Australian gas producers may have to tighten their belts for the next couple of years due to the continued impact on the global economy and energy demand from the COVID-19 pandemic.

In its latest monthly report, Australian energy advisory firm EnergyQuest noted local liquefied natural gas (LNG) shipments are starting to be impacted by the global oversupply of LNG brought on by the fall in energy demand.

In May, Australia shipped 93 cargoes totalling 6.4 million tonnes of LNG, down seven cargoes from April, due to lower cargoes from the APLNG and Ichthys projects.

EnergyQuest also estimated that 41 Australian shipments were anchored offshore or were streaming slowly awaiting final destination orders during May and early June.

While Chinese demand continued to be robust, rising 12.2 per cent in April, LNG imports by Japan and South Korea, Australia’s two other major customers, were down 7.7 per cent and 7.2 per cent respectively in the same month.

This is due to gas prices remaining at record low prices in both Europe and Asia despite higher temperatures and air conditioning demand during early June.

Concerns have been raised that European gas storage could hit capacity, which could in turn lead to negative prices, and that this could have ripple effects for buyers and sellers from the US to Asia.

For domestic gas consumers, the fall in exports is likely to make more gas available for domestic use.

East coast short-term gas prices in May were generally lower than in April and remain at their lowest level since 2016.

Queensland gas prices averaged $4.04 per gigajoule (GJ) at Wallumbilla, down from $4.38/GJ in April while prices in Brisbane fell from $4.44/GJ in April to $3.94/GJ.

Prices in Sydney were down from $4.54/GJ to $4.21/GJ but increased in to $4.83/GJ from $4.48/GJ in Victoria and from $5.01/GJ to $5.10/GJ in Adelaide.

In the short-term at least, the ongoing economic uncertainty and lower energy demand could send gas prices down further, which could impact on gas coast producers.

However, in the medium term (to 2030), EnergyQuest believes that supply constraints will become increasingly evident due to the decline of Victorian offshore production and the absence of any major new gas discoveries.

Longer-term gas demand is expected to grow as the closure of coal-fired power generation accelerates and demand for gas to back up renewables increases.

On the west coast, the decline in the North West Shelf and delays in developing the Browse and Scarborough fields presents an opportunity for Perth Basin operators.


ASX small cap gas companies

Senex Energy (ASX:SXY) well positioned to capitalise on the longer-term demand for gas with the company recently completing its wholly-owned Surat Basin natural gas development project.

The project consists of 80 gas wells along with infrastructure capable of processing more than 20 petajoules (PJ) of gas per annum at the Roma North and Atlas projects.

With more than 600PJ in proved and probable (2P) reserves present in the company’s Surat Basin acreage, the project is expected to deliver gas into the east coast market for decades to come.

Highlighting the lower demand for LNG, Senex reported in May that it was reducing gas supply to GLNG by about 1PJ over the period from June to August at GLNG’s request.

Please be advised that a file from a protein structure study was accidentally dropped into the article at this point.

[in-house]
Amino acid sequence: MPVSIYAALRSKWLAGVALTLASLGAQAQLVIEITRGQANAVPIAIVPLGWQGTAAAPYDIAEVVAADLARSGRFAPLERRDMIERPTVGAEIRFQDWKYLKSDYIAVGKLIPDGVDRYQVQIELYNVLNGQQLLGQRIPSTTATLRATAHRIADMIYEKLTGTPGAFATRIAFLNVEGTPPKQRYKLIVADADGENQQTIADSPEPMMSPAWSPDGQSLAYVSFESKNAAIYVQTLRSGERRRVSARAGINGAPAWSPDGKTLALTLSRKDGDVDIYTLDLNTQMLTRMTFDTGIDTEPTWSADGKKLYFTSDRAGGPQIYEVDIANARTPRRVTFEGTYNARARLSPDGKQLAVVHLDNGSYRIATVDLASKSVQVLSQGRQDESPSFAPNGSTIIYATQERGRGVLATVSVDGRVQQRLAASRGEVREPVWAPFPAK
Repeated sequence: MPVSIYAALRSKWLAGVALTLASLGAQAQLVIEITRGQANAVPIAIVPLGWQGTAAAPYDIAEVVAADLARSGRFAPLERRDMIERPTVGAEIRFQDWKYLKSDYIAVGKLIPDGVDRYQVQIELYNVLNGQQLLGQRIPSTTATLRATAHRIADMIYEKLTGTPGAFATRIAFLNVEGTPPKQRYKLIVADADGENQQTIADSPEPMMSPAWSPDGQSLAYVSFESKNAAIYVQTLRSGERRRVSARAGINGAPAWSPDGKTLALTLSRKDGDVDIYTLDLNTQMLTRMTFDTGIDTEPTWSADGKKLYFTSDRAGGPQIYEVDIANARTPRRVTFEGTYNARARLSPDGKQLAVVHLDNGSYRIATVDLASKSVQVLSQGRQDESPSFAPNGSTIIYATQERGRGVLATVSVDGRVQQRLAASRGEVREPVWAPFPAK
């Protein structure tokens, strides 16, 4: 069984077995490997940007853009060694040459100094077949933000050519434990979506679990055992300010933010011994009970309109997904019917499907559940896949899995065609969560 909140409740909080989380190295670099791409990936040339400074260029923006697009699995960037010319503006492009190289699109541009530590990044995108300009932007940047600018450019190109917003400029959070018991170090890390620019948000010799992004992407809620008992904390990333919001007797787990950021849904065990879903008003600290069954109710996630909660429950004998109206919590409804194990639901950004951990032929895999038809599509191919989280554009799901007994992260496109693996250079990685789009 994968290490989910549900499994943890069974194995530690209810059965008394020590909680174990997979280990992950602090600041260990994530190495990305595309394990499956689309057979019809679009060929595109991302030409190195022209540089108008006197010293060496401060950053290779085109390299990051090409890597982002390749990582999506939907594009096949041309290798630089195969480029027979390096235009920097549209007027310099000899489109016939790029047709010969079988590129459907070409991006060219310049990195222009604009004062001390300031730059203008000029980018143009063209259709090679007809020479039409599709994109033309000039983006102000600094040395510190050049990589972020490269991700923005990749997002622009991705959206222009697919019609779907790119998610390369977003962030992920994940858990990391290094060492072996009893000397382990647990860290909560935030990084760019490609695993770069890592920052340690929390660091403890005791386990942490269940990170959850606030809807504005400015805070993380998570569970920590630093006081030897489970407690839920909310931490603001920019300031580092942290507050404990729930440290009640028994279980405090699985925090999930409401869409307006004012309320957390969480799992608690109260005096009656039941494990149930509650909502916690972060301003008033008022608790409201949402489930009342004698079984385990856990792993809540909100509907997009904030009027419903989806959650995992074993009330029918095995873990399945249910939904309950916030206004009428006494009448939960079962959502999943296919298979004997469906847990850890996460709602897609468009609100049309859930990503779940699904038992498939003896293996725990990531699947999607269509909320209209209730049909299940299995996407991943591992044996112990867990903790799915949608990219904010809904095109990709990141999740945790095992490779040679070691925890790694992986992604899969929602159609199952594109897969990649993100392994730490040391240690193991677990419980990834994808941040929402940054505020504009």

These volumes will instead be redirected to the Wallumbilla natural gas supply hub and marketed to east coast domestic customers.

Last week, Armour Energy (ASX:AJQ) upgraded 2P gas reserves at its Kincora project by 22 per cent to 150.3PJ.

This follows the successful hydraulic stimulation of the Myall Creek 5A well, the drilling of the Horseshoe 4 gas well and ongoing geological and reservoir studies across the greater Kincora project.

Armour is currently progressing plans to fracture stimulate its existing well stock in 2020 and 2021 to increase gas production and further characterise the fields for future drilling and ultimately contribute to the reserve’s maturation strategy.

Blue Energy (ASX:BLU) recently initiated a pre-feasibility study into the potential for the development of gas generation capacity within its landholding.

The company is also pursuing gas buyers in Townsville and is a proponent of a pipeline from Moranbah to Gladstone to meet predicted future gas shortfalls.

Comet Ridge (ASX:COI) has secured Queensland government environmental approval for its Mahalo gas project, the second of two environmental steps required for the project to proceed to production.

The company is now waiting on the issue of petroleum leases to complete all regulatory clearances to move ahead.

Mahalo has current 2P reserves of 172PJ.

Strike Energy (ASX:STX) recently said the reprocessing of historical 2D seismic data has increased its confidence that valuable Permian-aged sequences are present in its wholly-owned permits south of EP469, which hosts its West Erregulla discovery with Warrego Energy (ASX:WGO).

The confirmation of a four-way dip closure over the greater South Erregulla structure, increased confidence in a sealing updip of the northwest arm of the structure, and connectivity to West Erregulla supports the company’s confidence in finding an equivalent trap-seal combination that is likely to host a conventional hydrocarbon reservoir.

Strike has also received final 3D seismic data over the Walyering prospect that indicates the presence of a high-confidence wet gas accumulation updip of the Walyering-4 well.